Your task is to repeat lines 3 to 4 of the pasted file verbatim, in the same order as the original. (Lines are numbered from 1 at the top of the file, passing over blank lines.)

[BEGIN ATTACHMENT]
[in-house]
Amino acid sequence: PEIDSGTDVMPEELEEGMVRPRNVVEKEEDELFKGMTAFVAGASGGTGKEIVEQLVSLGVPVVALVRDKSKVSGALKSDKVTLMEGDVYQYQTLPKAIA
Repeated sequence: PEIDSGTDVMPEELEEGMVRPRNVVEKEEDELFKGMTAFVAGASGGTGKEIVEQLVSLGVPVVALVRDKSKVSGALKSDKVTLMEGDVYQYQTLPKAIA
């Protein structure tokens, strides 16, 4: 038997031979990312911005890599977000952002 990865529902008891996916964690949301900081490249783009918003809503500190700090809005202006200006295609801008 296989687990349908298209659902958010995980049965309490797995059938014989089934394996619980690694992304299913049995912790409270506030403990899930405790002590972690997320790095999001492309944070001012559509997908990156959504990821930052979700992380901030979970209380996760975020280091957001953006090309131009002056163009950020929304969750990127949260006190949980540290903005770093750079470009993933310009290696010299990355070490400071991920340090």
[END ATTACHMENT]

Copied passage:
Repeated sequence: PEIDSGTDVMPEELEEGMVRPRNVVEKEEDELFKGMTAFVAGASGGTGKEIVEQLVSLGVPVVALVRDKSKVSGALKSDKVTLMEGDVYQYQTLPKAIA
């Protein structure tokens, strides 16, 4: 038997031979990312911005890599977000952002 990865529902008891996916964690949301900081490249783009918003809503500190700090809005202006200006295609801008 296989687990349908298209659902958010995980049965309490797995059938014989089934394996619980690694992304299913049995912790409270506030403990899930405790002590972690997320790095999001492309944070001012559509997908990156959504990821930052979700992380901030979970209380996760975020280091957001953006090309131009002056163009950020929304969750990127949260006190949980540290903005770093750079470009993933310009290696010299990355070490400071991920340090």